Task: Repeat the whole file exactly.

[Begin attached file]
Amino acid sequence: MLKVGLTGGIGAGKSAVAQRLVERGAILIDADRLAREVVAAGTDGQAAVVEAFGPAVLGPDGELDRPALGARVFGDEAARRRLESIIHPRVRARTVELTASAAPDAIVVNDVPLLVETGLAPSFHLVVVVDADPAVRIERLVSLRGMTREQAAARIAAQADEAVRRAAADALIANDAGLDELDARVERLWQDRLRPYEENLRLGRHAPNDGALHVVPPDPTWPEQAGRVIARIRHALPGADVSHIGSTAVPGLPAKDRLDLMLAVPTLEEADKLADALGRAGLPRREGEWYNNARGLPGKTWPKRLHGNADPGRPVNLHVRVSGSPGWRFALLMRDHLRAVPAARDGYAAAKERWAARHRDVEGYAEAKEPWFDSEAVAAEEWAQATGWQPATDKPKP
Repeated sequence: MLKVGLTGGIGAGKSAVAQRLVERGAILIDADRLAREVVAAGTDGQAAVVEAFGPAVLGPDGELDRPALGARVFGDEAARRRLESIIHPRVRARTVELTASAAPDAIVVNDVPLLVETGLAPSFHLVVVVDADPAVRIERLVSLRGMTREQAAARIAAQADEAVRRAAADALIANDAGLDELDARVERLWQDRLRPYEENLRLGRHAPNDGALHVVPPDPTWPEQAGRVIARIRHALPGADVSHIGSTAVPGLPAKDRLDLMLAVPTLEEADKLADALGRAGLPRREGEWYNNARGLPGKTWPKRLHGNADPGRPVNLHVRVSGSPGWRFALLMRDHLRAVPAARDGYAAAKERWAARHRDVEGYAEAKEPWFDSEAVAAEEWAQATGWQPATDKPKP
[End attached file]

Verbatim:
Amino acid sequence: MLKVGLTGGIGAGKSAVAQRLVERGAILIDADRLAREVVAAGTDGQAAVVEAFGPAVLGPDGELDRPALGARVFGDEAARRRLESIIHPRVRARTVELTASAAPDAIVVNDVPLLVETGLAPSFHLVVVVDADPAVRIERLVSLRGMTREQAAARIAAQADEAVRRAAADALIANDAGLDELDARVERLWQDRLRPYEENLRLGRHAPNDGALHVVPPDPTWPEQAGRVIARIRHALPGADVSHIGSTAVPGLPAKDRLDLMLAVPTLEEADKLADALGRAGLPRREGEWYNNARGLPGKTWPKRLHGNADPGRPVNLHVRVSGSPGWRFALLMRDHLRAVPAARDGYAAAKERWAARHRDVEGYAEAKEPWFDSEAVAAEEWAQATGWQPATDKPKP
Repeated sequence: MLKVGLTGGIGAGKSAVAQRLVERGAILIDADRLAREVVAAGTDGQAAVVEAFGPAVLGPDGELDRPALGARVFGDEAARRRLESIIHPRVRARTVELTASAAPDAIVVNDVPLLVETGLAPSFHLVVVVDADPAVRIERLVSLRGMTREQAAARIAAQADEAVRRAAADALIANDAGLDELDARVERLWQDRLRPYEENLRLGRHAPNDGALHVVPPDPTWPEQAGRVIARIRHALPGADVSHIGSTAVPGLPAKDRLDLMLAVPTLEEADKLADALGRAGLPRREGEWYNNARGLPGKTWPKRLHGNADPGRPVNLHVRVSGSPGWRFALLMRDHLRAVPAARDGYAAAKERWAARHRDVEGYAEAKEPWFDSEAVAAEEWAQATGWQPATDKPKP